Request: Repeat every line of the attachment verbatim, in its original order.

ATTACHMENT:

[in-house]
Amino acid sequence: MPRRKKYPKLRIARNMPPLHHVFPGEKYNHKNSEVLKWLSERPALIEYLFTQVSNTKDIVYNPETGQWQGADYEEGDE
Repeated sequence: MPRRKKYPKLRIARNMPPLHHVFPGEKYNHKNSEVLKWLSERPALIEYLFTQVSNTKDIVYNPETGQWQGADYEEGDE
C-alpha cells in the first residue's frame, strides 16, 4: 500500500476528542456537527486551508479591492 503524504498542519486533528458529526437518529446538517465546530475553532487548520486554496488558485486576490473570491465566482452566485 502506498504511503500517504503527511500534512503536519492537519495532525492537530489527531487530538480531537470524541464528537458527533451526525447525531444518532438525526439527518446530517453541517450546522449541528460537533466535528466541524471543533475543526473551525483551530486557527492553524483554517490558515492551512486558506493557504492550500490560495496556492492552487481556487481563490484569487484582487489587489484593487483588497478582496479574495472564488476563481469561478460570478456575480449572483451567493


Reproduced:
[in-house]
Amino acid sequence: MPRRKKYPKLRIARNMPPLHHVFPGEKYNHKNSEVLKWLSERPALIEYLFTQVSNTKDIVYNPETGQWQGADYEEGDE
Repeated sequence: MPRRKKYPKLRIARNMPPLHHVFPGEKYNHKNSEVLKWLSERPALIEYLFTQVSNTKDIVYNPETGQWQGADYEEGDE
C-alpha cells in the first residue's frame, strides 16, 4: 500500500476528542456537527486551508479591492 503524504498542519486533528458529526437518529446538517465546530475553532487548520486554496488558485486576490473570491465566482452566485 502506498504511503500517504503527511500534512503536519492537519495532525492537530489527531487530538480531537470524541464528537458527533451526525447525531444518532438525526439527518446530517453541517450546522449541528460537533466535528466541524471543533475543526473551525483551530486557527492553524483554517490558515492551512486558506493557504492550500490560495496556492492552487481556487481563490484569487484582487489587489484593487483588497478582496479574495472564488476563481469561478460570478456575480449572483451567493